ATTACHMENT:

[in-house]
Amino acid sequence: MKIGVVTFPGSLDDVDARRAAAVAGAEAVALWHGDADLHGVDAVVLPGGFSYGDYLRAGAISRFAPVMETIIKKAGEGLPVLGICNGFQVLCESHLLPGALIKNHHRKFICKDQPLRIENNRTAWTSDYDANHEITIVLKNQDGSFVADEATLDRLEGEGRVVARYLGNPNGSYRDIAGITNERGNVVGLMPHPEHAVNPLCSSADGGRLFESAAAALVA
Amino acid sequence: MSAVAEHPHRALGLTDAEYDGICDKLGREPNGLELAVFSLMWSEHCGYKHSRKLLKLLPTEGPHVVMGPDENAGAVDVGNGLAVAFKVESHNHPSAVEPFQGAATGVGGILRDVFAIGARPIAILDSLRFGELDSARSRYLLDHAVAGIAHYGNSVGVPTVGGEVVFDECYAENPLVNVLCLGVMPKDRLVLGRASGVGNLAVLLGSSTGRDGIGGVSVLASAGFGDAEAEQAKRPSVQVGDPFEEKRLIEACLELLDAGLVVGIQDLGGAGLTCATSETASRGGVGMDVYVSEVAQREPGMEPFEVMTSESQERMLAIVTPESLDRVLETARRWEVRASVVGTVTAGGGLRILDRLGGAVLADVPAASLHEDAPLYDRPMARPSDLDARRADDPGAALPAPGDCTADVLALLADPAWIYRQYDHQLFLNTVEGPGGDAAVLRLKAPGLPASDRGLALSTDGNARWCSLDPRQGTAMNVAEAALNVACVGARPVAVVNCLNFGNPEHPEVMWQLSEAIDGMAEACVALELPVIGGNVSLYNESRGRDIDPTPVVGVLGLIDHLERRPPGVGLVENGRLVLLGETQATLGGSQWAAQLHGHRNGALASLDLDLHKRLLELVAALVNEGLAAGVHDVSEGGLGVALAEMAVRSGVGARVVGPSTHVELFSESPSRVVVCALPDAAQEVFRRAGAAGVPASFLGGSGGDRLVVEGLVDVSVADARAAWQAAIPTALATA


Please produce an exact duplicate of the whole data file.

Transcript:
[in-house]
Amino acid sequence: MKIGVVTFPGSLDDVDARRAAAVAGAEAVALWHGDADLHGVDAVVLPGGFSYGDYLRAGAISRFAPVMETIIKKAGEGLPVLGICNGFQVLCESHLLPGALIKNHHRKFICKDQPLRIENNRTAWTSDYDANHEITIVLKNQDGSFVADEATLDRLEGEGRVVARYLGNPNGSYRDIAGITNERGNVVGLMPHPEHAVNPLCSSADGGRLFESAAAALVA
Amino acid sequence: MSAVAEHPHRALGLTDAEYDGICDKLGREPNGLELAVFSLMWSEHCGYKHSRKLLKLLPTEGPHVVMGPDENAGAVDVGNGLAVAFKVESHNHPSAVEPFQGAATGVGGILRDVFAIGARPIAILDSLRFGELDSARSRYLLDHAVAGIAHYGNSVGVPTVGGEVVFDECYAENPLVNVLCLGVMPKDRLVLGRASGVGNLAVLLGSSTGRDGIGGVSVLASAGFGDAEAEQAKRPSVQVGDPFEEKRLIEACLELLDAGLVVGIQDLGGAGLTCATSETASRGGVGMDVYVSEVAQREPGMEPFEVMTSESQERMLAIVTPESLDRVLETARRWEVRASVVGTVTAGGGLRILDRLGGAVLADVPAASLHEDAPLYDRPMARPSDLDARRADDPGAALPAPGDCTADVLALLADPAWIYRQYDHQLFLNTVEGPGGDAAVLRLKAPGLPASDRGLALSTDGNARWCSLDPRQGTAMNVAEAALNVACVGARPVAVVNCLNFGNPEHPEVMWQLSEAIDGMAEACVALELPVIGGNVSLYNESRGRDIDPTPVVGVLGLIDHLERRPPGVGLVENGRLVLLGETQATLGGSQWAAQLHGHRNGALASLDLDLHKRLLELVAALVNEGLAAGVHDVSEGGLGVALAEMAVRSGVGARVVGPSTHVELFSESPSRVVVCALPDAAQEVFRRAGAAGVPASFLGGSGGDRLVVEGLVDVSVADARAAWQAAIPTALATA